When words lose their meaning, and meanings their import

What does it mean to have the right to #FreedomOfExpression?  Is it simply to say whatever comes into your head? Is it to flirt with the scurrilous to ensure your media outfit gets all the ears and eyeballs?  Or is it to simply follow the flock so that you may not get left behind trying to tread a path less trodden?

No doubt it is important to question a policeman’s public rage at his daughter’s personal choice of spouse.  But as a father, was he given the media space to freely express his opinion about why he considers the choice of partner less wise?  When students having a party at a bar or getting intimate in a park are bashed up the media is right to call the vigilantes retrograde.  But the media should not shy away from using their right to also ask where the line should be drawn, especially when a young life is lost because a juvenile drove a car into a tree in the wee morning hours, killing the minor girl he was with.   A thali can be considered as much a regressive hangover of a patriarchal conservative society as a burqa.  Equally, the agents of choice are the individuals concerned and their voices have the right to be heard undiluted by scepticism.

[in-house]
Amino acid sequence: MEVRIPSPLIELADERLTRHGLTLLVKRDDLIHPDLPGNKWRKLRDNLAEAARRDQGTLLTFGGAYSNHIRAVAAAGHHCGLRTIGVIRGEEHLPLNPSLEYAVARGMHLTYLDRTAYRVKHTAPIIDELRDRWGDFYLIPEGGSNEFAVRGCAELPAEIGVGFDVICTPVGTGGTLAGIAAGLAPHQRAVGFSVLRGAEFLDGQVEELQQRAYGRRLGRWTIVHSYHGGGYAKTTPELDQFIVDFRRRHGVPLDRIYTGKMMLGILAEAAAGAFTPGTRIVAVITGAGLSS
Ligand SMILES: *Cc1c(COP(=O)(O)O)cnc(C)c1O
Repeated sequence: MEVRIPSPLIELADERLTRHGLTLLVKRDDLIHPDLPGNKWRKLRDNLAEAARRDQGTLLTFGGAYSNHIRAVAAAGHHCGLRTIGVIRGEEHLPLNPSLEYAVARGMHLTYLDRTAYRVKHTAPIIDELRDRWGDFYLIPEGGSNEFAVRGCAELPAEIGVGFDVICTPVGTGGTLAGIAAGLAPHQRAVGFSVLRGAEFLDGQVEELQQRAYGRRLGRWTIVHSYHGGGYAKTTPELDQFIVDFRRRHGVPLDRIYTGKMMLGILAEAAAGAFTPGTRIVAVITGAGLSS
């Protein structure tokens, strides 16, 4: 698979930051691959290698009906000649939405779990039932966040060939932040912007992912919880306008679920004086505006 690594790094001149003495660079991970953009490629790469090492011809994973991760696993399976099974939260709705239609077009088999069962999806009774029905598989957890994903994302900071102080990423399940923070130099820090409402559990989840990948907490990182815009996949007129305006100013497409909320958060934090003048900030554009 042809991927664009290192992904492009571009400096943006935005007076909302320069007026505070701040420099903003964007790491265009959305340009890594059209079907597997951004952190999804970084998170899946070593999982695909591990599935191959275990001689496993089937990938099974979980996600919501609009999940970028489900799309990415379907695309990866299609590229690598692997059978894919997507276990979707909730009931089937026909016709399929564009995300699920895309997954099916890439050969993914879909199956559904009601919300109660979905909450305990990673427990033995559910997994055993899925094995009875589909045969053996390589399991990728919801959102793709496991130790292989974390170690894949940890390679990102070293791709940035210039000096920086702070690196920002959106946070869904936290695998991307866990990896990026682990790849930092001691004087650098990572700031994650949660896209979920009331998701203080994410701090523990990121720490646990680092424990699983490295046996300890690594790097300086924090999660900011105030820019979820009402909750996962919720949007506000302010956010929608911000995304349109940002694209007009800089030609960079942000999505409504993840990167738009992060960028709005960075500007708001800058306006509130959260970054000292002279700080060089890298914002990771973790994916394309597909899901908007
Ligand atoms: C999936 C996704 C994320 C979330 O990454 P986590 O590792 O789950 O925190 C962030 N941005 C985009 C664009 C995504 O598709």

The right to freedom of expression – whether on social or other media – should not be more for some than for others. The right to express freely on some topics is not more, and, equally, it is not less so if you take certain positions.


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